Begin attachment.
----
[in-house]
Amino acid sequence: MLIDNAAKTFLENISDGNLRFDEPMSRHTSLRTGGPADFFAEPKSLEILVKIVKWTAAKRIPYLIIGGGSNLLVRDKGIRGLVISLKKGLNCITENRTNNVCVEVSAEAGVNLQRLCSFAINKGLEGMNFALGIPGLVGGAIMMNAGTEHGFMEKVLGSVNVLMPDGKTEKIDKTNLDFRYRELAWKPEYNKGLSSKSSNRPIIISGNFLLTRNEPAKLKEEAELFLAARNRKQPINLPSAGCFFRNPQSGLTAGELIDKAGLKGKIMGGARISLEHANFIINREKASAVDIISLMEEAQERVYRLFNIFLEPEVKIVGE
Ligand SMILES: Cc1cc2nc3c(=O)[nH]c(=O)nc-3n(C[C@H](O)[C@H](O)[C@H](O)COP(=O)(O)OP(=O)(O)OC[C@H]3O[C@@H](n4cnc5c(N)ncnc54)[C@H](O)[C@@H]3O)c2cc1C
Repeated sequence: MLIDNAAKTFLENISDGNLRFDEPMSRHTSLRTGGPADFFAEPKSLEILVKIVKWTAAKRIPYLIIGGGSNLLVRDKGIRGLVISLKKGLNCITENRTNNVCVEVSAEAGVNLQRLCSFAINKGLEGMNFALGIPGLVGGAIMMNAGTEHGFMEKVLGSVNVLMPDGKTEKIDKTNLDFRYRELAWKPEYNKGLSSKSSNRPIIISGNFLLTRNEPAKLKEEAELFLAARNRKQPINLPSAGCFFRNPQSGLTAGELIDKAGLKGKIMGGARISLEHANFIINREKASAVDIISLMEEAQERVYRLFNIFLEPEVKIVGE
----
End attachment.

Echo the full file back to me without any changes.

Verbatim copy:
[in-house]
Amino acid sequence: MLIDNAAKTFLENISDGNLRFDEPMSRHTSLRTGGPADFFAEPKSLEILVKIVKWTAAKRIPYLIIGGGSNLLVRDKGIRGLVISLKKGLNCITENRTNNVCVEVSAEAGVNLQRLCSFAINKGLEGMNFALGIPGLVGGAIMMNAGTEHGFMEKVLGSVNVLMPDGKTEKIDKTNLDFRYRELAWKPEYNKGLSSKSSNRPIIISGNFLLTRNEPAKLKEEAELFLAARNRKQPINLPSAGCFFRNPQSGLTAGELIDKAGLKGKIMGGARISLEHANFIINREKASAVDIISLMEEAQERVYRLFNIFLEPEVKIVGE
Ligand SMILES: Cc1cc2nc3c(=O)[nH]c(=O)nc-3n(C[C@H](O)[C@H](O)[C@H](O)COP(=O)(O)OP(=O)(O)OC[C@H]3O[C@@H](n4cnc5c(N)ncnc54)[C@H](O)[C@@H]3O)c2cc1C
Repeated sequence: MLIDNAAKTFLENISDGNLRFDEPMSRHTSLRTGGPADFFAEPKSLEILVKIVKWTAAKRIPYLIIGGGSNLLVRDKGIRGLVISLKKGLNCITENRTNNVCVEVSAEAGVNLQRLCSFAINKGLEGMNFALGIPGLVGGAIMMNAGTEHGFMEKVLGSVNVLMPDGKTEKIDKTNLDFRYRELAWKPEYNKGLSSKSSNRPIIISGNFLLTRNEPAKLKEEAELFLAARNRKQPINLPSAGCFFRNPQSGLTAGELIDKAGLKGKIMGGARISLEHANFIINREKASAVDIISLMEEAQERVYRLFNIFLEPEVKIVGE